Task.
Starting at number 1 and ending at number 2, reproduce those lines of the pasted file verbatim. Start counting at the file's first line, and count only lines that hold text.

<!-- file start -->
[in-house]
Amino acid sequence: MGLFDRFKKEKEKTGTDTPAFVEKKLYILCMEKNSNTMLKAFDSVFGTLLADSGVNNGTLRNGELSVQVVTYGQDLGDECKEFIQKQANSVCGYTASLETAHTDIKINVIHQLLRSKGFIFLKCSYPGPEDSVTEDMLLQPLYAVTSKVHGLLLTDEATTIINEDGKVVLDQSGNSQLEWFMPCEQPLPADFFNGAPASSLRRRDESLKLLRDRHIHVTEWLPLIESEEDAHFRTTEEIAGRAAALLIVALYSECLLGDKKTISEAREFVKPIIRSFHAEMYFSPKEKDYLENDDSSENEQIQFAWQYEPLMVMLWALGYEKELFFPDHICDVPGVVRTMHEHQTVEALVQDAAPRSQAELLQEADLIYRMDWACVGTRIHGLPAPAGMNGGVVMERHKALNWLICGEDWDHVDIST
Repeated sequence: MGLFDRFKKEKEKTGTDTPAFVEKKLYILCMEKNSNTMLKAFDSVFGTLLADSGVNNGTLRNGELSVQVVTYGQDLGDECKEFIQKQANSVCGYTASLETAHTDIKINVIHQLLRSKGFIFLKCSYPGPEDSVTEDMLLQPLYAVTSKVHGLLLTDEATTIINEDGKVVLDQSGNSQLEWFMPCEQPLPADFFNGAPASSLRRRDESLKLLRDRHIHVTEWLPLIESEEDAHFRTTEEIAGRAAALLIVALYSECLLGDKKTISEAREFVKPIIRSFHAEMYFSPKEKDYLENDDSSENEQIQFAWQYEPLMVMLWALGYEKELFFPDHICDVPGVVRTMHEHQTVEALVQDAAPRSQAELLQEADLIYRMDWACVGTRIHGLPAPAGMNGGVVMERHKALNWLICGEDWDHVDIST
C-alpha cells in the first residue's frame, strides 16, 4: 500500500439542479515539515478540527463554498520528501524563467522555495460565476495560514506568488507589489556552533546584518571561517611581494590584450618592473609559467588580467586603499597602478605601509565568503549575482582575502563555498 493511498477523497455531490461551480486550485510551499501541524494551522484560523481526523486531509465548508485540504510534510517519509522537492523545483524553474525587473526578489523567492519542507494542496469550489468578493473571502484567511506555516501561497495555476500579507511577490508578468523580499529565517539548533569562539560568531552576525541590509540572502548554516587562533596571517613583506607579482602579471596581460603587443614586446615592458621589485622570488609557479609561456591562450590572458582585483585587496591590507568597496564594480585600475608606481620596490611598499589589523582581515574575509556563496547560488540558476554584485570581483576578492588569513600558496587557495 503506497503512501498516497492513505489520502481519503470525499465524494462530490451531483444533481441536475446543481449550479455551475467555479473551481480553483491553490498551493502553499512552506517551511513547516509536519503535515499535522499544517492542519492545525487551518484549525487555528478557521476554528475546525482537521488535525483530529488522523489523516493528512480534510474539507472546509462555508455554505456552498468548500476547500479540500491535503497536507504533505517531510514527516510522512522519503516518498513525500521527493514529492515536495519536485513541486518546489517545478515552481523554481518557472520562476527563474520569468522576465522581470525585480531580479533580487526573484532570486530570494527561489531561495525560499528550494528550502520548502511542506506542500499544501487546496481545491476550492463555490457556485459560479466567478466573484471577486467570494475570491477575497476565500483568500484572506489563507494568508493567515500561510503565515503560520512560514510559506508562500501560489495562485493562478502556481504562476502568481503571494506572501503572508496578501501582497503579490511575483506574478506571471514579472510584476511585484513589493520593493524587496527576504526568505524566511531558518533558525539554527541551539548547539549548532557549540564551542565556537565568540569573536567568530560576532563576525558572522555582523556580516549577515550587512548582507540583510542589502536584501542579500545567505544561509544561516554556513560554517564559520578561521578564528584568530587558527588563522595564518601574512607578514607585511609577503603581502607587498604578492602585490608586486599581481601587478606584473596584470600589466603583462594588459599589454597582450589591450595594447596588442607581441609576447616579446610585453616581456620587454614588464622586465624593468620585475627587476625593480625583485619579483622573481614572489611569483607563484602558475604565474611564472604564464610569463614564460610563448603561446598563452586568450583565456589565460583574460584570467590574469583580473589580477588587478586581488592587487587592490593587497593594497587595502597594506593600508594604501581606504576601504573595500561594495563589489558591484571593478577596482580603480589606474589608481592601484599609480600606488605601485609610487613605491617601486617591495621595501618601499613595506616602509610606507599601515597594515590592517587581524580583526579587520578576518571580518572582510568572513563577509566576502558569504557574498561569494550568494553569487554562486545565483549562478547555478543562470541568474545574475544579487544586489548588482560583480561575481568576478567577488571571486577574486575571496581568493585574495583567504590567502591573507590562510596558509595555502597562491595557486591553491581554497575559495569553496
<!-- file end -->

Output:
[in-house]
Amino acid sequence: MGLFDRFKKEKEKTGTDTPAFVEKKLYILCMEKNSNTMLKAFDSVFGTLLADSGVNNGTLRNGELSVQVVTYGQDLGDECKEFIQKQANSVCGYTASLETAHTDIKINVIHQLLRSKGFIFLKCSYPGPEDSVTEDMLLQPLYAVTSKVHGLLLTDEATTIINEDGKVVLDQSGNSQLEWFMPCEQPLPADFFNGAPASSLRRRDESLKLLRDRHIHVTEWLPLIESEEDAHFRTTEEIAGRAAALLIVALYSECLLGDKKTISEAREFVKPIIRSFHAEMYFSPKEKDYLENDDSSENEQIQFAWQYEPLMVMLWALGYEKELFFPDHICDVPGVVRTMHEHQTVEALVQDAAPRSQAELLQEADLIYRMDWACVGTRIHGLPAPAGMNGGVVMERHKALNWLICGEDWDHVDIST